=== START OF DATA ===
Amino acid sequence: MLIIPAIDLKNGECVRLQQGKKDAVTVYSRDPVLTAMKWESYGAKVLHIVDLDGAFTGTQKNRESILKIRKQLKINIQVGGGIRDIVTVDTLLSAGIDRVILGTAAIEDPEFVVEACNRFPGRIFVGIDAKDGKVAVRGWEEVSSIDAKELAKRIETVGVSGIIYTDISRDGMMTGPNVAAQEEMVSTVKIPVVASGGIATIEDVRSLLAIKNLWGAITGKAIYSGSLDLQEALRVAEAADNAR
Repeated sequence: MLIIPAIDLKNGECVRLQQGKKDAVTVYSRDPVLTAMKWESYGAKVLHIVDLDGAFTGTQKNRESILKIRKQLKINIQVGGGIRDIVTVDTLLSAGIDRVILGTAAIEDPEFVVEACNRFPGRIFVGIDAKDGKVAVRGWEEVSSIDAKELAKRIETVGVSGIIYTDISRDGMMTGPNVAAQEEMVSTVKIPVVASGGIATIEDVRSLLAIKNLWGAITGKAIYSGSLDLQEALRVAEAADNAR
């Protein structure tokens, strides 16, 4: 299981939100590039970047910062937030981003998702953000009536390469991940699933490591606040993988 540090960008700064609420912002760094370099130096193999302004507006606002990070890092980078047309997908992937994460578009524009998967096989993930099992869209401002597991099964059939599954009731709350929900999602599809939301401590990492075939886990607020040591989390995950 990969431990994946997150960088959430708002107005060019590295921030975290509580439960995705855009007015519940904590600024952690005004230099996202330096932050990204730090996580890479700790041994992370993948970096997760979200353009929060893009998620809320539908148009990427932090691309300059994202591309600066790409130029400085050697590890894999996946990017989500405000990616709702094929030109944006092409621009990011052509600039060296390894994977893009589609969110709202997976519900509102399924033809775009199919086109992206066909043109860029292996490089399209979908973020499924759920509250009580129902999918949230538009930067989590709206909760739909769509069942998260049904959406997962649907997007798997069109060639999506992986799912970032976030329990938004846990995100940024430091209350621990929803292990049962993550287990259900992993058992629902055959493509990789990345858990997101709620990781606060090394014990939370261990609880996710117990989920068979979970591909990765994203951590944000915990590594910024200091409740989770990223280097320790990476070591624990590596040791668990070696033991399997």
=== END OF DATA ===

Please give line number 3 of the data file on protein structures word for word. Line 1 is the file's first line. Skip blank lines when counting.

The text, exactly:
């Protein structure tokens, strides 16, 4: 299981939100590039970047910062937030981003998702953000009536390469991940699933490591606040993988 540090960008700064609420912002760094370099130096193999302004507006606002990070890092980078047309997908992937994460578009524009998967096989993930099992869209401002597991099964059939599954009731709350929900999602599809939301401590990492075939886990607020040591989390995950 990969431990994946997150960088959430708002107005060019590295921030975290509580439960995705855009007015519940904590600024952690005004230099996202330096932050990204730090996580890479700790041994992370993948970096997760979200353009929060893009998620809320539908148009990427932090691309300059994202591309600066790409130029400085050697590890894999996946990017989500405000990616709702094929030109944006092409621009990011052509600039060296390894994977893009589609969110709202997976519900509102399924033809775009199919086109992206066909043109860029292996490089399209979908973020499924759920509250009580129902999918949230538009930067989590709206909760739909769509069942998260049904959406997962649907997007798997069109060639999506992986799912970032976030329990938004846990995100940024430091209350621990929803292990049962993550287990259900992993058992629902055959493509990789990345858990997101709620990781606060090394014990939370261990609880996710117990989920068979979970591909990765994203951590944000915990590594910024200091409740989770990223280097320790990476070591624990590596040791668990070696033991399997």